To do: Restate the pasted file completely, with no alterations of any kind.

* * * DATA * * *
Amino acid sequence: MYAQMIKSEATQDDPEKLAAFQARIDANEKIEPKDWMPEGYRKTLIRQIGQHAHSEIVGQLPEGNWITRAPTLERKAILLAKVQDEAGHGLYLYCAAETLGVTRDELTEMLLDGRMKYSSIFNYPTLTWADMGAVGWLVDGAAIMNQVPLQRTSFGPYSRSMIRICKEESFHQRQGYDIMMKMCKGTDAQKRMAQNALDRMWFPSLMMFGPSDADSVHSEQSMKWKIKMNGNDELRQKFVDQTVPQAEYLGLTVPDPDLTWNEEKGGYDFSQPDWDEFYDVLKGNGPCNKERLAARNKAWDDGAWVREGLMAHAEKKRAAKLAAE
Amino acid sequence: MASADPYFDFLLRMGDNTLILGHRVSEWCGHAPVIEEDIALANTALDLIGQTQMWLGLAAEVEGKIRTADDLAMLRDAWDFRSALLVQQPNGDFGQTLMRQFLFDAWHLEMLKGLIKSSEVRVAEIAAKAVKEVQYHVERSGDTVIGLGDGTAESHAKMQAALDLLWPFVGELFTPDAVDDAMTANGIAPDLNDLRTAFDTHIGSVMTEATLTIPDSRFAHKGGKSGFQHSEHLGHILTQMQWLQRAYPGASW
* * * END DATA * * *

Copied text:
Amino acid sequence: MYAQMIKSEATQDDPEKLAAFQARIDANEKIEPKDWMPEGYRKTLIRQIGQHAHSEIVGQLPEGNWITRAPTLERKAILLAKVQDEAGHGLYLYCAAETLGVTRDELTEMLLDGRMKYSSIFNYPTLTWADMGAVGWLVDGAAIMNQVPLQRTSFGPYSRSMIRICKEESFHQRQGYDIMMKMCKGTDAQKRMAQNALDRMWFPSLMMFGPSDADSVHSEQSMKWKIKMNGNDELRQKFVDQTVPQAEYLGLTVPDPDLTWNEEKGGYDFSQPDWDEFYDVLKGNGPCNKERLAARNKAWDDGAWVREGLMAHAEKKRAAKLAAE
Amino acid sequence: MASADPYFDFLLRMGDNTLILGHRVSEWCGHAPVIEEDIALANTALDLIGQTQMWLGLAAEVEGKIRTADDLAMLRDAWDFRSALLVQQPNGDFGQTLMRQFLFDAWHLEMLKGLIKSSEVRVAEIAAKAVKEVQYHVERSGDTVIGLGDGTAESHAKMQAALDLLWPFVGELFTPDAVDDAMTANGIAPDLNDLRTAFDTHIGSVMTEATLTIPDSRFAHKGGKSGFQHSEHLGHILTQMQWLQRAYPGASW